Unbeaten Bulgarian heavyweight Kubrat Pulev (18-0) put himself within touching distance of a shot at Wladimir Klitschko on Saturday night, with a unanimous points win over American southpaw Tony Thompson in their IBF final eliminator - but he did little to suggest that he is the man to end the Klitschko brothers’ long reign as undisputed kings of the division.
The Bulgarian’s points win did highlight a few other valuable points - how good both Klitschko brothers are, how far apart they are in class from the “best of the rest” and it also how much work David Price needs to do before he steps back up to world class.
As Vitali appears to be taking a break from the sport, the only way to get a heavyweight world title shot at the moment is to get a shot at Wladimir and his numerous belts. Once the Ukranian takes care of Alexander Povetkin in Russia in October, Pulev is next in line, but he did little in the 12 rounds against Tony Thompson to suggest that has anything in his arsenal to worry Wladmir. It would be foolish to rule out any heavyweight in a two-horse race but the odds are very much stacked against an upset. Pulev would probably make more money if he fought the winner of Haye-Fury, who duke it out at the end of September. The Bulgarian will have more chance of beating Haye or Fury and he’ll probably feel less pain if he was to lose to either Briton.
Kubrat’s win over Thompson also showed us that our own David Price has a lot of work to do before he can be considered a genuine opponent for Wladimir - or any of the division’s best. After two back-to-back stoppage defeats to Thompson, Price has some questions to answer. He announced on Tuesday night that he has split with his long-term trainer Franny Smith as he looks to rebuild his career. It will be interesting to see if he keeps Frank Maloney as his manager as well, who took both of the defeats to heart. The rebuilding starts now for the giant Liverpudlian heavyweight, and with his power, work ethic, and marketability, he will no doubt have a lot of trainers and promoters queuing up to work with him. The ex-Olympic medallist has the tools to bounce back strongly and let's not forget, he is still British and Commomwealth champion (So he is. About time we had a defence of it look forward to - ed.)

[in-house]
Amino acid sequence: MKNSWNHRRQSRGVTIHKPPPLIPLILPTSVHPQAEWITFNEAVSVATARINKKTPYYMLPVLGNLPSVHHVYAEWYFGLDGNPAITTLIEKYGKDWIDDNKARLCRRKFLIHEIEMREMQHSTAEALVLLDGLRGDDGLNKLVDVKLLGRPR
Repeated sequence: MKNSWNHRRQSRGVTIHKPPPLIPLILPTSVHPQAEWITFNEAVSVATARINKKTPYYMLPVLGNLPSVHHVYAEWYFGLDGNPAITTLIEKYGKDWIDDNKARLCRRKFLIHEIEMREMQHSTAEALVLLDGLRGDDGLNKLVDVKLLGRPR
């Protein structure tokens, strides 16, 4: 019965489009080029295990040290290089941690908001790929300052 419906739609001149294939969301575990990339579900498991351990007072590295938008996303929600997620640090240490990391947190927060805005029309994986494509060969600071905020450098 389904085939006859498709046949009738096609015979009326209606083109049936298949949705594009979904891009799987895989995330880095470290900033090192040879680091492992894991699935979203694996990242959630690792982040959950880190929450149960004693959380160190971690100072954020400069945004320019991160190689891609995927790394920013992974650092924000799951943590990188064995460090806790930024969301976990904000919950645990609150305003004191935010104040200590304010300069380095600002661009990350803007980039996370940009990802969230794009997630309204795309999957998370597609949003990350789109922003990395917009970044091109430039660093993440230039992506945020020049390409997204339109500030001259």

Tony Thompson (38-3), who started the fight well on Saturday evening, knows his way around the ring, and having now lost to Pulev and twice to Wladmir, he could end up finishing his career being a gatekeeper to “world class”. Although you won’t fancy the likeable American to be able to beat David Haye, you wouldn’t bet against him giving Dereck Chisora, Tyson Fury, Deontay Wilder or Seth Mitchell a run for their money. This is definitely not the end for Tony The Tiger.
A lot of top heavyweights in the world are currently treading water, either waiting for a shot at one of the brothers, or waiting for one or both of them to retire. Who will be the man to break their dominance? David Haye? Deontay Wilder? Tyson Fury? You never really can really tell with the heavyweights.